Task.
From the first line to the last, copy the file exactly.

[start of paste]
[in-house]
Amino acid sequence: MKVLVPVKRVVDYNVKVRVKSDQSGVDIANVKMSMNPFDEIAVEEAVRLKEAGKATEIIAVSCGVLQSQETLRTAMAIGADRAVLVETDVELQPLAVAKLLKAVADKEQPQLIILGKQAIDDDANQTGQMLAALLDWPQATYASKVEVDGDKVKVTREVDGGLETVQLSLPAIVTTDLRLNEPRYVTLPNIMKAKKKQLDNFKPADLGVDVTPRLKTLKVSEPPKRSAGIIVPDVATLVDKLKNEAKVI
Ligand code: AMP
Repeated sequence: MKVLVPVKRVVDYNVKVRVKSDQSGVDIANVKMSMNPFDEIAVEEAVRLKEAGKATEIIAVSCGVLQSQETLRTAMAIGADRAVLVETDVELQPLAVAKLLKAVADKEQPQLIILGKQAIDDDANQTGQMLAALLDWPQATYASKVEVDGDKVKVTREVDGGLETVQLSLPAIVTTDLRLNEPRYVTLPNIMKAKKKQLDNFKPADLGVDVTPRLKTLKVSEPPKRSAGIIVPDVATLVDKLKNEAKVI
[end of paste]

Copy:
[in-house]
Amino acid sequence: MKVLVPVKRVVDYNVKVRVKSDQSGVDIANVKMSMNPFDEIAVEEAVRLKEAGKATEIIAVSCGVLQSQETLRTAMAIGADRAVLVETDVELQPLAVAKLLKAVADKEQPQLIILGKQAIDDDANQTGQMLAALLDWPQATYASKVEVDGDKVKVTREVDGGLETVQLSLPAIVTTDLRLNEPRYVTLPNIMKAKKKQLDNFKPADLGVDVTPRLKTLKVSEPPKRSAGIIVPDVATLVDKLKNEAKVI
Ligand code: AMP
Repeated sequence: MKVLVPVKRVVDYNVKVRVKSDQSGVDIANVKMSMNPFDEIAVEEAVRLKEAGKATEIIAVSCGVLQSQETLRTAMAIGADRAVLVETDVELQPLAVAKLLKAVADKEQPQLIILGKQAIDDDANQTGQMLAALLDWPQATYASKVEVDGDKVKVTREVDGGLETVQLSLPAIVTTDLRLNEPRYVTLPNIMKAKKKQLDNFKPADLGVDVTPRLKTLKVSEPPKRSAGIIVPDVATLVDKLKNEAKVI